One of San Francisco’s ‘transit only’ lanes
Copyright: Carol Schweiger

So what applications do these Guiding Principles have in other urban areas that are coping with new and existing mobility services and what are the lessons learned to date in San Francisco? Overall, without the vision of the first SFMTA Office of Innovation Director and the City Transportation Platform framework, it would have been challenging to address the issues resulting from the operations of mobility services and technologies. New policies and legislation were required, as were the identification and recognition of the impacts of these services on the transport network.

U.S. cities that have established similar offices to improve and manage mobility services include Los Angeles Metro’s Office of Extraordinary Innovation, Detroit Mayor’s Office of Mobility Innovation, City of Pittsburgh’s (Pennsylvania) Department of Mobility and Infrastructure, City of Austin (Texas) Transportation Department Assistant Director, Smart Mobility, City of Boston’s (Massachusetts) Office of New Urban Mechanics and Seattle Department of Transportation (SDOT) New Mobility Program. While none of these have the same framework as SFCTA and SFMTA within which mobility services and technologies are addressed, they each have similar goals and objectives.

For example, the principles and approach to mobility innovations, developed in conjunction with King County Metro (the public transport agency in Seattle) in its New Mobility Program cover safety, equity, accessibility, clean mobility and design for customer satisfaction9. Furthermore, SDOT developed the New Mobility Playbook10, which contains five ‘plays’ to improve and manage emerging mobility solutions:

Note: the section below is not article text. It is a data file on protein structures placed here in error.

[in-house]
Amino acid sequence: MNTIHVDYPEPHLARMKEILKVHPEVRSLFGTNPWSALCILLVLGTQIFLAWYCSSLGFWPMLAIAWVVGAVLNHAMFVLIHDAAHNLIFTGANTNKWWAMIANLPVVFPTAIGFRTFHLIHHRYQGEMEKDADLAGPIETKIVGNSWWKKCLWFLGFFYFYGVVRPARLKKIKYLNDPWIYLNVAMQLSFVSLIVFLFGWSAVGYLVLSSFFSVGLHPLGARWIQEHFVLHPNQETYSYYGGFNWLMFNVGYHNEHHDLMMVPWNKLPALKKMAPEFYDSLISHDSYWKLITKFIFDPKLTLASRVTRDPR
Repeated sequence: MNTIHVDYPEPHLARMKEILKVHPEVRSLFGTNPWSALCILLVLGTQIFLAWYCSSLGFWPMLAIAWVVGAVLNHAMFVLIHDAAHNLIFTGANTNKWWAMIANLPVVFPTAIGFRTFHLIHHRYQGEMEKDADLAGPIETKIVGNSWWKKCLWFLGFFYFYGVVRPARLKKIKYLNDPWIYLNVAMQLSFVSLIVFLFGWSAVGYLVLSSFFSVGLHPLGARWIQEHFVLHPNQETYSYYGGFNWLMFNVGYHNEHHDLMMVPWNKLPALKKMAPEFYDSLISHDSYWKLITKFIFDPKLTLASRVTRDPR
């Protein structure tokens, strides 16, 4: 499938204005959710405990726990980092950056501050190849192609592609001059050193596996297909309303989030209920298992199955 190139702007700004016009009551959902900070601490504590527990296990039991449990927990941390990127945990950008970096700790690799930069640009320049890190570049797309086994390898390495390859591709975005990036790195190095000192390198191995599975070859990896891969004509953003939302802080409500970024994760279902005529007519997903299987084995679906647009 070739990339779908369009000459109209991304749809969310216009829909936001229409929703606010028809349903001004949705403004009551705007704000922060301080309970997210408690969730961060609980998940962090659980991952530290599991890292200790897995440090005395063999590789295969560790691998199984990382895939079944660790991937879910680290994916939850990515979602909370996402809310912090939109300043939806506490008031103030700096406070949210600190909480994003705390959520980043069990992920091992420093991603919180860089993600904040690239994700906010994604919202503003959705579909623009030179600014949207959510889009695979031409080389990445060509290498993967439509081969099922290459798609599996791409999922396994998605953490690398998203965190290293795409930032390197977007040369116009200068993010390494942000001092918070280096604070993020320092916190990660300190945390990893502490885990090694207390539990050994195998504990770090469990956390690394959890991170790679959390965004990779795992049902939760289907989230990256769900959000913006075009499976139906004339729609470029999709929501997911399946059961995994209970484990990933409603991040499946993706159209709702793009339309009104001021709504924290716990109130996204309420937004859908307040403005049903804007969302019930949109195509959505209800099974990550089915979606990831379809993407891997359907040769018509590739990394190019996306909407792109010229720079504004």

1. PLAY 1: ensure new mobility delivers a fair and just transportation system for all
  2. PLAY 2: enable safer, more active and people-first uses of the public right of way
  3. PLAY 3: reorganise and retool SDOT to manage innovation and data
  4. PLAY 4: build new information and data infrastructure so new services can ‘plug-and-play’
  5. PLAY 5: anticipate, adapt to and leverage innovative and disruptive transportation technologies.

While SFCTA’s Emerging Mobility effort is on-going, there are several lessons learned from the development and application of the Guiding Principles. Perhaps one of the most significant lessons was that the Guiding Principles facilitated the legislation necessary to manage the new electric scooters that appeared in San Francisco in March 2018 without any prior approval by the city. The Guiding Principles have allowed San Francisco to be proactive in managing mobility services and evaluating their impact on the transport network. This approach could be very helpful to other urban areas to better integrate these services into the transport ecosystem and ensure that their impacts are measurable and lead to improved mobility for all travellers.


  2. Debs Schrimmer, “A First Look at SFMTA’s Office of Innovation,” Medium, Feb 8, 2016,
  4. SFCTA, Emerging Mobility Evaluation Report: Evaluating Emerging Mobility Services and Technologies in San Francisco, Draft, April 2018, page I,
  6. Lyanne Melendez, “Powered scooters to be regulated in San Francisco,” KGO, May 02, 2018,
  8. Vision Zero is a strategy to eliminate all traffic fatalities and severe injuries, while increasing safe, healthy, equitable mobility for all, according to the Vision Zero Network.
  10. SDOT, New Mobility Playbook, Version 1.0, September 2017,


San FranciscoCarol Schweiger is the President of Schweiger Consulting and Chairperson of the New England Intelligent Transportation Society. She is internationally recognised in transportation technology consulting, providing over 55 transportation agencies with technology technical assistance. She has authored numerous Transit Cooperative Research Program (TCRP) Synthesis reports and full TCRP reports. Currently, she serves as co-Chair of the Transportation Research Board (TRB) Committee on Emerging and Innovative Public Transport and Technologies, a Charter Member of the Public Transportation Systems and Services (PTSS) Committee of the Intelligent Transportation Society of America and member of the International Program Committee of the ITS World Congress and TRB ITS Committee.